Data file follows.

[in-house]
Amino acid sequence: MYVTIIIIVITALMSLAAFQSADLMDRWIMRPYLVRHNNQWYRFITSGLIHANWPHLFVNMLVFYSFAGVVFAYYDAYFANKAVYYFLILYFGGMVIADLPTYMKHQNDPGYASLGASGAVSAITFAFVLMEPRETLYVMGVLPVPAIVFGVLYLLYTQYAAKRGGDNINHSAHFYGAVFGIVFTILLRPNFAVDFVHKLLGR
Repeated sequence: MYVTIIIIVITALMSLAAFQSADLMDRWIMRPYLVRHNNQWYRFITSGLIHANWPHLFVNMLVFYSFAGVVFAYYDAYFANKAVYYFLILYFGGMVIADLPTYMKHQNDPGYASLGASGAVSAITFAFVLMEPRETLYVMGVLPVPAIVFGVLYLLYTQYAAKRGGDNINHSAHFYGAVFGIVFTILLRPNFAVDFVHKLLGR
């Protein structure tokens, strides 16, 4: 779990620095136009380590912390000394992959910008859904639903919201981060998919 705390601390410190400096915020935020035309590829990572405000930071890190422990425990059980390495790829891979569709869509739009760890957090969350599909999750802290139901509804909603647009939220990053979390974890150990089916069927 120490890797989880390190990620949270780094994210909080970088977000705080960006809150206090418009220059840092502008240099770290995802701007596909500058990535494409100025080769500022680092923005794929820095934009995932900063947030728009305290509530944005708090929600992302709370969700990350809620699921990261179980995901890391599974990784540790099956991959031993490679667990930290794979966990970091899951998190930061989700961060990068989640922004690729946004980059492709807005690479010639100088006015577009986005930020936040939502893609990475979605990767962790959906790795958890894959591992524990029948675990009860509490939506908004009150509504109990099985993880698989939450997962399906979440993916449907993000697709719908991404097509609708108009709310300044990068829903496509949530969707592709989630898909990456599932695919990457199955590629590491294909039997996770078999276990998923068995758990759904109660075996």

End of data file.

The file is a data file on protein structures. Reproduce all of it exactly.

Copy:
[in-house]
Amino acid sequence: MYVTIIIIVITALMSLAAFQSADLMDRWIMRPYLVRHNNQWYRFITSGLIHANWPHLFVNMLVFYSFAGVVFAYYDAYFANKAVYYFLILYFGGMVIADLPTYMKHQNDPGYASLGASGAVSAITFAFVLMEPRETLYVMGVLPVPAIVFGVLYLLYTQYAAKRGGDNINHSAHFYGAVFGIVFTILLRPNFAVDFVHKLLGR
Repeated sequence: MYVTIIIIVITALMSLAAFQSADLMDRWIMRPYLVRHNNQWYRFITSGLIHANWPHLFVNMLVFYSFAGVVFAYYDAYFANKAVYYFLILYFGGMVIADLPTYMKHQNDPGYASLGASGAVSAITFAFVLMEPRETLYVMGVLPVPAIVFGVLYLLYTQYAAKRGGDNINHSAHFYGAVFGIVFTILLRPNFAVDFVHKLLGR
């Protein structure tokens, strides 16, 4: 779990620095136009380590912390000394992959910008859904639903919201981060998919 705390601390410190400096915020935020035309590829990572405000930071890190422990425990059980390495790829891979569709869509739009760890957090969350599909999750802290139901509804909603647009939220990053979390974890150990089916069927 120490890797989880390190990620949270780094994210909080970088977000705080960006809150206090418009220059840092502008240099770290995802701007596909500058990535494409100025080769500022680092923005794929820095934009995932900063947030728009305290509530944005708090929600992302709370969700990350809620699921990261179980995901890391599974990784540790099956991959031993490679667990930290794979966990970091899951998190930061989700961060990068989640922004690729946004980059492709807005690479010639100088006015577009986005930020936040939502893609990475979605990767962790959906790795958890894959591992524990029948675990009860509490939506908004009150509504109990099985993880698989939450997962399906979440993916449907993000697709719908991404097509609708108009709310300044990068829903496509949530969707592709989630898909990456599932695919990457199955590629590491294909039997996770078999276990998923068995758990759904109660075996």